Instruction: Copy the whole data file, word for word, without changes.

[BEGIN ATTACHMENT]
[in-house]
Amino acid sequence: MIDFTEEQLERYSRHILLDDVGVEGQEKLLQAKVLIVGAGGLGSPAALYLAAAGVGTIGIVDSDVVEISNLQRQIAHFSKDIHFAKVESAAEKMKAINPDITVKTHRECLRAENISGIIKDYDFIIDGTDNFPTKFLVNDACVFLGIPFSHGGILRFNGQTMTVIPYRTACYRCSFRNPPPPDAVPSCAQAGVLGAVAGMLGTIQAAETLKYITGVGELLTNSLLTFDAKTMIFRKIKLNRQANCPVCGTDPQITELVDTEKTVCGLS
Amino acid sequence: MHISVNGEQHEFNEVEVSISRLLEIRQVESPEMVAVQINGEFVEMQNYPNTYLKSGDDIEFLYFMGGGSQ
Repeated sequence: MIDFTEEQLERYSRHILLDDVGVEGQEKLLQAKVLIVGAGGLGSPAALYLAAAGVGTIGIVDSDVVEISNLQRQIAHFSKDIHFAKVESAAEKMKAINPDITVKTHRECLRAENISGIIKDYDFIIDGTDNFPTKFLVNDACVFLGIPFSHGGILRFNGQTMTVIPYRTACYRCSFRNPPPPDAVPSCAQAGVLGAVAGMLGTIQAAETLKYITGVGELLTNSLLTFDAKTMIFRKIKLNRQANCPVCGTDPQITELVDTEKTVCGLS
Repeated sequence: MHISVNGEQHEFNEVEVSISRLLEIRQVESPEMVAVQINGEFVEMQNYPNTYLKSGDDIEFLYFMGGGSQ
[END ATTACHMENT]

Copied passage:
[in-house]
Amino acid sequence: MIDFTEEQLERYSRHILLDDVGVEGQEKLLQAKVLIVGAGGLGSPAALYLAAAGVGTIGIVDSDVVEISNLQRQIAHFSKDIHFAKVESAAEKMKAINPDITVKTHRECLRAENISGIIKDYDFIIDGTDNFPTKFLVNDACVFLGIPFSHGGILRFNGQTMTVIPYRTACYRCSFRNPPPPDAVPSCAQAGVLGAVAGMLGTIQAAETLKYITGVGELLTNSLLTFDAKTMIFRKIKLNRQANCPVCGTDPQITELVDTEKTVCGLS
Amino acid sequence: MHISVNGEQHEFNEVEVSISRLLEIRQVESPEMVAVQINGEFVEMQNYPNTYLKSGDDIEFLYFMGGGSQ
Repeated sequence: MIDFTEEQLERYSRHILLDDVGVEGQEKLLQAKVLIVGAGGLGSPAALYLAAAGVGTIGIVDSDVVEISNLQRQIAHFSKDIHFAKVESAAEKMKAINPDITVKTHRECLRAENISGIIKDYDFIIDGTDNFPTKFLVNDACVFLGIPFSHGGILRFNGQTMTVIPYRTACYRCSFRNPPPPDAVPSCAQAGVLGAVAGMLGTIQAAETLKYITGVGELLTNSLLTFDAKTMIFRKIKLNRQANCPVCGTDPQITELVDTEKTVCGLS
Repeated sequence: MHISVNGEQHEFNEVEVSISRLLEIRQVESPEMVAVQINGEFVEMQNYPNTYLKSGDDIEFLYFMGGGSQ